Thai Culture Upon Arrival

While many people who come to the ThailandGuru website expect a lot on this page, it is actually one of the shortest on the website. This is because:

  1. There are already several sites on the Internet which focus on Thai culture. Rather than "reinvent the wheel," I chose to fill in the gaps between other websites, and to focus on the practical matters of helping expats getting settled in here for both living and working. I have a page on links to selected other websites on Thai culture. I created ThailandGuru because no other website offers a guide to moving, living and working here. ThailandGuru is a practical and fairly complete guide.

  2. The practical yet important things about Thai culture are discussed in subsections of this website, embedded into pages on specific topics -- in context, not separated and put into this section.

When you hit the ground in Thailand, here's what stands out most:

  • The pace is very slow, unlike most of the rest of Asia.

  • The cost of things is less, except in the foreigner areas. There just aren't many hustlers in Thailand per capita.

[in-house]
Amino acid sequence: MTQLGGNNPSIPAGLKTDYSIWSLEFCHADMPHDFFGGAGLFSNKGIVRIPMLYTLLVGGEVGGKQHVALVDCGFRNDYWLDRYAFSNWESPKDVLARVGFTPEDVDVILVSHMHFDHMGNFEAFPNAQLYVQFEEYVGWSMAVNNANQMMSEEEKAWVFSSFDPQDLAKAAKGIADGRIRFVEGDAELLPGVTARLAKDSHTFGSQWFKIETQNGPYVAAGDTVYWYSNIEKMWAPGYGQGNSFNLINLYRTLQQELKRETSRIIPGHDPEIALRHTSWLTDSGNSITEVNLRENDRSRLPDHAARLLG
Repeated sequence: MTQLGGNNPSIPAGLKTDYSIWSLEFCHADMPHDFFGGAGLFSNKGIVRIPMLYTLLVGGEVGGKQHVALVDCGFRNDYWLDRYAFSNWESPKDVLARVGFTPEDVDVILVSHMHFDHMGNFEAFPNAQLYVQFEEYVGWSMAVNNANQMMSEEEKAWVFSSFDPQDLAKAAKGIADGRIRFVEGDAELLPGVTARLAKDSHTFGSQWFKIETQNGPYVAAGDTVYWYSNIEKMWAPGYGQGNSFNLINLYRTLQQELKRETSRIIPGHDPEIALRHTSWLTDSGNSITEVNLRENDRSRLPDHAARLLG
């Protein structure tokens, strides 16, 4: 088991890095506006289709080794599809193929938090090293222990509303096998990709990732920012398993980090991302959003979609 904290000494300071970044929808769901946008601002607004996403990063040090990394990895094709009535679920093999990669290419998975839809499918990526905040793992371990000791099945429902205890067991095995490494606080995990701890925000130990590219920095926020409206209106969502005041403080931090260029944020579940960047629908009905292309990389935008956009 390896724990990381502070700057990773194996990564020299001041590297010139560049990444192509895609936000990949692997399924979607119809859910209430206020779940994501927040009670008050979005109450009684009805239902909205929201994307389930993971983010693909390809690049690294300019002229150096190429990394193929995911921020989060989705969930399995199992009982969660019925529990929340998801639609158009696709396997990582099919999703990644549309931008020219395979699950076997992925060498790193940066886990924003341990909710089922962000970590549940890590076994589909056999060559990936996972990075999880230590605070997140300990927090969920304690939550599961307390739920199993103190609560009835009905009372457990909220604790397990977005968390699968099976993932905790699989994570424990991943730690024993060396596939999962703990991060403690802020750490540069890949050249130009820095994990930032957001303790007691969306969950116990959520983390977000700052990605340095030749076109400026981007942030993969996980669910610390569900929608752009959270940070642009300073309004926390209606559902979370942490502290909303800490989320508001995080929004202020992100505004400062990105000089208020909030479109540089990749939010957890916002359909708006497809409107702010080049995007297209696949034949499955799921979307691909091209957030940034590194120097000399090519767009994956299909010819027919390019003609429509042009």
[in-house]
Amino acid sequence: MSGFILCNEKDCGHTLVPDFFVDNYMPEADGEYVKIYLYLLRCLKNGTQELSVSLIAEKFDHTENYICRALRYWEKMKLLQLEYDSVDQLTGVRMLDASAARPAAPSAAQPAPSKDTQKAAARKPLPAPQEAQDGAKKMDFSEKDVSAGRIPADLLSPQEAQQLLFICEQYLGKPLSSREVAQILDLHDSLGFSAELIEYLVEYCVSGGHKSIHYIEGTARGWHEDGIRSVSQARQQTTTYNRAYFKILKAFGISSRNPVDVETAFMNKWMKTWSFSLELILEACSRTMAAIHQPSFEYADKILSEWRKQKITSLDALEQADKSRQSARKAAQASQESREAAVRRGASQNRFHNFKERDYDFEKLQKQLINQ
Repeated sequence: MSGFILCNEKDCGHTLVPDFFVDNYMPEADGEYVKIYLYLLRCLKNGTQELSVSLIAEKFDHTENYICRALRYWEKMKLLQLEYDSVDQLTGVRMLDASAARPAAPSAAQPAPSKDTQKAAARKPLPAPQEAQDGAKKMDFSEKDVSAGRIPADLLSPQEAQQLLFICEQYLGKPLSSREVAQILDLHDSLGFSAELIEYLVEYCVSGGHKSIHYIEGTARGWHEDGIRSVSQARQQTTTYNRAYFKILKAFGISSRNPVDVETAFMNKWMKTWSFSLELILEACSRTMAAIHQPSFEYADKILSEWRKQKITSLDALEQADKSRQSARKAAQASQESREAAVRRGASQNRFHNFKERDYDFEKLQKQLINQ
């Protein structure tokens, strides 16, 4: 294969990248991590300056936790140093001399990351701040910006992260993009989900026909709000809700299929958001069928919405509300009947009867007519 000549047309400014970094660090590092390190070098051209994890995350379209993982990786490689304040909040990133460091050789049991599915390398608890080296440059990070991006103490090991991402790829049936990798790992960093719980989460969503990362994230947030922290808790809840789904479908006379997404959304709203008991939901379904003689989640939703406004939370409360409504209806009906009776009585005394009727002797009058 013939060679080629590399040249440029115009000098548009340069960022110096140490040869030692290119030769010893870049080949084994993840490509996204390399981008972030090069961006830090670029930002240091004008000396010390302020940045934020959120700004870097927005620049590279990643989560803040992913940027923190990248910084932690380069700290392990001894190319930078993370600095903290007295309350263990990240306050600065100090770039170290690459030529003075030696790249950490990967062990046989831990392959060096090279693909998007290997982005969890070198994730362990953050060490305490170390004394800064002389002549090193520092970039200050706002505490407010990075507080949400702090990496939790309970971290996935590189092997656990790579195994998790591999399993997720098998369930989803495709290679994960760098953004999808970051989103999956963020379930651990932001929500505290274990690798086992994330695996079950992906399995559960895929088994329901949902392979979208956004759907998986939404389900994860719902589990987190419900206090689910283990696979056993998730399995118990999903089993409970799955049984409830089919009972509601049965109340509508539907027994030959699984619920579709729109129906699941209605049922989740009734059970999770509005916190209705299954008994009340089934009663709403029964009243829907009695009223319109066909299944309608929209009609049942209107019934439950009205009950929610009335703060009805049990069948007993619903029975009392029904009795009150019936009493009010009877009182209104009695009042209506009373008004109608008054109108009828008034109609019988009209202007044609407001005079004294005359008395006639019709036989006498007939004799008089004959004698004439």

• Most people are easygoing, soft-spoken and gentle. Politeness is the norm in Thai society. You must be fairly respectful before you will be well respected.

  • The language barrier is one of the worst in the newly industrialized world. Mainstream Thais cannot speak English, though they can read and write a fair amount. There is plenty of written English around, but if you haven't travelled the world much, the different alphabet here can be intimidating.

  • Bangkok is remarkably safe for foreigners, compared with other countries and especially big cities. There are a few exceptions: certain places within certain tourist hot spots, and an occasional slum that's overrun by drug addicts. (Most "slums" by western standards are actually fairly safe.)

Of all the places I've been, Thailand is in the top class in terms of safety -- despite the low per capita income.

Thailand is a predominantly Buddhist country (mainly Theravada Buddhism) mixed in with a lot of Thai animism. Approximately 95% of the inhabitants of Thailand are Buddhist.

In Thai culture, to lose your cool is to lose face. In interactions, you get furthest when you are polite. Excessive impatience and assertiveness generally result in others turning the other way, including officials and vendors, basically avoiding you and tuning you out. Patience usually results in a strong effort to help you when your turn comes.

Class is important in Thailand, and if you don't show any class, you won't get much respect. The class of strangers is judged on-the-spot based on appearance and behavior.

Thai culture is one of the most civil civilizations in the world.




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